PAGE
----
What I Learned From Women Who Were Prisoners of the Gulag.

The Long History of the Red Scare as an American Political Tactic, an interview with Kathryn Olmstead, professor of history at the University of California, Davis.

Capitalism’s Baby Mania.

Nazi who arrested Anne Frank became a spy for West Germany.

Activist or spy? The curious case of a Cold War nuclear scientist.

Four Books about the Cold War.

My life under surveillance after I married a KGB agent.

Not about the Cold War, but set during the Reagan administration: Dee Snider on PMRC Hearing: I Was a Public Enemy. Dee Snider of the band Twisted Sister talks about his senate hearing. It’s a fascinating read because he is being brutally honest and doesn’t mind calling people on their hypocrisy. I had no idea that this was even an issue in the 1980s. Sometimes I wonder if politicians create drama and waste taxpayer money because they have too much time on their hands. (Sounds like Dee would agree with me.)

Let me know what you think of the articles.

xoxo, Jane

Four Books About The Cold War

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I’m intrigued by the Cold War era for so many different reasons. It’s why I set my own fiction during this era (more on that another day).

So, it’s no surprise that I read a lot of non-fiction books about the Cold War. I wanted to share a few of them with you. Let me know what you think or if you’ve read any of these.

Iron Curtain – The Crushing of Eastern Europe by Anne Applebaum

Anne Applebaum is a columnist for The Washington Post. Iron Curtain covers the horrifying period in Eastern Europe between 1944-1956. The dedication in this book gives me the chills: “This book is dedicated to those Eastern Europeans who refused to live within a lie.”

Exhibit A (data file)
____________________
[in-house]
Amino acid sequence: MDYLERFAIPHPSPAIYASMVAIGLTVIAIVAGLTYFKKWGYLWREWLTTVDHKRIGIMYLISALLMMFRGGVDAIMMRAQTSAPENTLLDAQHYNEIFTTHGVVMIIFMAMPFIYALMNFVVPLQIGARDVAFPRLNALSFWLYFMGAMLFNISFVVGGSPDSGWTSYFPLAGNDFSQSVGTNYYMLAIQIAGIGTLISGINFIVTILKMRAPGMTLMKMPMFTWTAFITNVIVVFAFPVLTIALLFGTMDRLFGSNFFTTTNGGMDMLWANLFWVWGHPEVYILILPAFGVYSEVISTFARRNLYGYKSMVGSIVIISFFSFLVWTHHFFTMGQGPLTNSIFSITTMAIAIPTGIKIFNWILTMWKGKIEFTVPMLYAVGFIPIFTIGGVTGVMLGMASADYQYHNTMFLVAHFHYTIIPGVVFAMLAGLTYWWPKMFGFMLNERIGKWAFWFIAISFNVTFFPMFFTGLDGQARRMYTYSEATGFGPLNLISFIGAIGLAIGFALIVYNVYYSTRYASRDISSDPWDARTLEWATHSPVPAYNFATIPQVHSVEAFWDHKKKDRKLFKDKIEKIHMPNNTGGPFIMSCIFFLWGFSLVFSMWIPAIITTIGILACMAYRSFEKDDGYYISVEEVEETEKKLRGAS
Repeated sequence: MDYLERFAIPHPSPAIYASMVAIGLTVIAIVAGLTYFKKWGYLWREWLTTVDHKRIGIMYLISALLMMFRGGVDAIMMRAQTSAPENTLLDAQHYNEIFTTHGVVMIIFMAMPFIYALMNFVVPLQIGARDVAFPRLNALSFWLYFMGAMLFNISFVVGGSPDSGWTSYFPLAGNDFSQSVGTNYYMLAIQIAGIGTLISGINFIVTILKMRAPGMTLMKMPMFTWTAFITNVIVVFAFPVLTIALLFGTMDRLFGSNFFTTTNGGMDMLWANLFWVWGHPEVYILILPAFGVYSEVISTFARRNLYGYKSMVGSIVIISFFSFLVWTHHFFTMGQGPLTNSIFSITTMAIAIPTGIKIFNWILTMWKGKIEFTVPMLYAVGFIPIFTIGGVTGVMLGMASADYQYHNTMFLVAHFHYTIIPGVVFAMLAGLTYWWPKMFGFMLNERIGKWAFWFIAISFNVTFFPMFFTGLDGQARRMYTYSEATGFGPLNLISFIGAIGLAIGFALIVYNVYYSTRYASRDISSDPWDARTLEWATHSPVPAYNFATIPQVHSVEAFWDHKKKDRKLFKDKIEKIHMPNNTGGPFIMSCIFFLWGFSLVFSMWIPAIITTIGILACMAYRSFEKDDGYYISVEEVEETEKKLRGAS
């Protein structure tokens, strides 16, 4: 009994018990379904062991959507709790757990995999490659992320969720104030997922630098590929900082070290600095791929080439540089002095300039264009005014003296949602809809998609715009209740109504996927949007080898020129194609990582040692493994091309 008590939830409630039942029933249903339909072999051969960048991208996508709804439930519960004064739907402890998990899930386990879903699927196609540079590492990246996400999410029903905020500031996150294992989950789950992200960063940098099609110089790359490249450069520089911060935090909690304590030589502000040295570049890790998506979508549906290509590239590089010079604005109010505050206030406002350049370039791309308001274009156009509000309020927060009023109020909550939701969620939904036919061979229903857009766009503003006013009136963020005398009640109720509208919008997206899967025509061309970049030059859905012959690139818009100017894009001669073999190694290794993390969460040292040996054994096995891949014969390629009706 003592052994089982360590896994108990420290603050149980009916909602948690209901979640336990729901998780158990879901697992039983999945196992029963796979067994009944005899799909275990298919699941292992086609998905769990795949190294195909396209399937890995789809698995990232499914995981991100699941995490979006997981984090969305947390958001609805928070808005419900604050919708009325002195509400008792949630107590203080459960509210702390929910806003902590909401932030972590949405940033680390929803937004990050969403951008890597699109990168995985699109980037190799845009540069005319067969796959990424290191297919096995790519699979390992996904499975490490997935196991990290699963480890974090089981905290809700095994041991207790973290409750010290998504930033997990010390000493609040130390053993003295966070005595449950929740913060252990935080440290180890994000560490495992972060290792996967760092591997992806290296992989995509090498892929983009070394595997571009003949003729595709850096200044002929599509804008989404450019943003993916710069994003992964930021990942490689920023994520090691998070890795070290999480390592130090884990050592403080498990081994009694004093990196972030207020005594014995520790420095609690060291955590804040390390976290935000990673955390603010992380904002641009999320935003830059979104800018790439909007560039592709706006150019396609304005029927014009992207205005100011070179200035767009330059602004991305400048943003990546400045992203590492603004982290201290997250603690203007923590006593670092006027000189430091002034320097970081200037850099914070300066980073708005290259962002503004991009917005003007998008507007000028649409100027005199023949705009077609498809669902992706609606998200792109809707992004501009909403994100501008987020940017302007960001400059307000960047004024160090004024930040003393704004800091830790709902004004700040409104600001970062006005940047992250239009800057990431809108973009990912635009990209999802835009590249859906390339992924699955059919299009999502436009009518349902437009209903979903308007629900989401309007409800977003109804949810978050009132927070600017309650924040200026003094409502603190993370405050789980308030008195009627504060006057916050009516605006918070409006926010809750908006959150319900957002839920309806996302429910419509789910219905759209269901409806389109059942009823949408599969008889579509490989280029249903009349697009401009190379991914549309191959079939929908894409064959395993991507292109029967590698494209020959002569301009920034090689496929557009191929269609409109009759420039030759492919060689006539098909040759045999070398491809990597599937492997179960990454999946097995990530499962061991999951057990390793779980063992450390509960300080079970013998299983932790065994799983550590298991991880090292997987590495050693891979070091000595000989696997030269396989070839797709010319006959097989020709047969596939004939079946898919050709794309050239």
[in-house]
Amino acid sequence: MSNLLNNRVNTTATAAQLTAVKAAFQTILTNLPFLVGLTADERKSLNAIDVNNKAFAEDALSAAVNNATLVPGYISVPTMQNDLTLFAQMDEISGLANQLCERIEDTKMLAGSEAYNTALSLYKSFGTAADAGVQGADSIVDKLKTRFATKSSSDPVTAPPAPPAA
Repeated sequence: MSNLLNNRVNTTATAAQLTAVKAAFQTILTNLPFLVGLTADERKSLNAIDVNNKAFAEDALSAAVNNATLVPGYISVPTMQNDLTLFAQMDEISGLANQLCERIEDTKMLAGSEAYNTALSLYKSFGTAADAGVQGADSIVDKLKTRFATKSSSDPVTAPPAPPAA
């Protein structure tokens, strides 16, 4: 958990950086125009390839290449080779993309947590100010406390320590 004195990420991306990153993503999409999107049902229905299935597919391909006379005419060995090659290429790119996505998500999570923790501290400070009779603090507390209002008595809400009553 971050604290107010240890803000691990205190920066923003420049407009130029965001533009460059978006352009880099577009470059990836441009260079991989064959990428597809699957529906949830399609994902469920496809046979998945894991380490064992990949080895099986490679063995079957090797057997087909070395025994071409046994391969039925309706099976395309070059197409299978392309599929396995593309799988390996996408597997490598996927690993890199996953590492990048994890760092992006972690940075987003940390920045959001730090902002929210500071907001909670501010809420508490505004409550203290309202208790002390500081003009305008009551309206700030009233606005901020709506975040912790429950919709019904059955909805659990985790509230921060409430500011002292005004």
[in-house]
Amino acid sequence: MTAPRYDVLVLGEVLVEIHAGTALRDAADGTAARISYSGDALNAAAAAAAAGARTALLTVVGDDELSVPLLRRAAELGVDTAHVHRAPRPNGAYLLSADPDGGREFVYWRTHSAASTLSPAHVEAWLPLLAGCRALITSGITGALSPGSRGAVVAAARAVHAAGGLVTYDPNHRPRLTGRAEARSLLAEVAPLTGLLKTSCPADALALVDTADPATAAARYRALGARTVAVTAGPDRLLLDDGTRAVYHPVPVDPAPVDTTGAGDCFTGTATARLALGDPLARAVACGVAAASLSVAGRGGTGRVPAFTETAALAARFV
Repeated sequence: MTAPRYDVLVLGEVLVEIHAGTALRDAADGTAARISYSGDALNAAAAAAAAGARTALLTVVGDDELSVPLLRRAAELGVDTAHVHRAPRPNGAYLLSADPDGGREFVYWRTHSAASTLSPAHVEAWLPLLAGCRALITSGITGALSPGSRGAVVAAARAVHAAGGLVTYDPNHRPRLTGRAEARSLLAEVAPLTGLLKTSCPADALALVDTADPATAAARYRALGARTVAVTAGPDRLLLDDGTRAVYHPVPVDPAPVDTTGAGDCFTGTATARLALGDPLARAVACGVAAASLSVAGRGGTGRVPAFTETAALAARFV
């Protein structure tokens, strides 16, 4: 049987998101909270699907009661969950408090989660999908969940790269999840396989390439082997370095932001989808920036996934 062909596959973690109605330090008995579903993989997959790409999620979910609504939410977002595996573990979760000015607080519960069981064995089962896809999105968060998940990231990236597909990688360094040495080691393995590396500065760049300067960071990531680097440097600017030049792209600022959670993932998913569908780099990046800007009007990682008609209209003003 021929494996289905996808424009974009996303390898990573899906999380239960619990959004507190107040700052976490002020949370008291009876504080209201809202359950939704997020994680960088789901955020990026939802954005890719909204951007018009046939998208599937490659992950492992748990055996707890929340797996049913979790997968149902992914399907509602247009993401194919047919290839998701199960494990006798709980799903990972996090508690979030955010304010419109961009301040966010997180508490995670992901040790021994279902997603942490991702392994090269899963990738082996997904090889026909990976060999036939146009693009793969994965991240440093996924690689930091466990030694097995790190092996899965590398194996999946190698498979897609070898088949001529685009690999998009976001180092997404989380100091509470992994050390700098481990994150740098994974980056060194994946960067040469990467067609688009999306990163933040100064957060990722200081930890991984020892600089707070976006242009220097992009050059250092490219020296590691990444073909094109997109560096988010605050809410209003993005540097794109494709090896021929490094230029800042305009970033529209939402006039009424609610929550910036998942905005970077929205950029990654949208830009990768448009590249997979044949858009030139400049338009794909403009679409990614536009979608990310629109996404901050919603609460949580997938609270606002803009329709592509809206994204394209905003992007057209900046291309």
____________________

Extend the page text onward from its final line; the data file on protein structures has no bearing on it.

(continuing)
Vaclav Havel

Spymaster: My Thirty-Two Years in Intelligence and Espionage Against the West by Oleg Kalugin

This book is written by former KGB general, Oleg Kalugin, who spent decades spying in America. Eventually he grew disillusioned with the Soviet system and its institutional corruption. He went public about it all in 1990 and now lives in Washington D.C.

Spy Sites of Washington, DC by Robert Wallace and H. Keith Melton

This is a fun read and I highly recommend it. It covers espionage in Washington, D.C. between the years 1790 and 2016. I bought it for the extensive Cold War section. What’s fascinating (and fun) is that the book actually gives you physical addresses of buildings and homes where spy activities took place, including dead drop locations.

A Spy Among Friends: Philby and the Great Betrayal by Ben Macintyre

If you are at all interested in the Cambridge Five, I’d read this book. It’s a comprehensive volume of Kim Philby’s life as a double agent. I am fascinated by Kim Philby. Not because he was such a stellar guy (he wasn’t) but because I can’t understand giving it all up to live behind the Iron Curtain. For those who don’t know about the Cambridge Five, they were a network of privileged young men recruited by the KGB at Cambridge. Philby was one of them. He defected to Moscow in 1963 because he was about to be outed as a mole. He died with full Soviet honors in 1988.

Do you have any favorite non-fiction books about the Cold War?

xoxo, Jane

Writing Prompts

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I was searching for writing prompts for myself when I came across an author’s website where she was charging for them. That didn’t sit right with me, so I came up with my own prompts which I’m sharing with you. Enjoy!

  1. Write the first sentence of a cozy murder mystery but use the words “green” and “rendezvous.”
  2. It is modern day. You are standing in line at the post office. Your favorite 19th century writer just walked in. What do you do or say?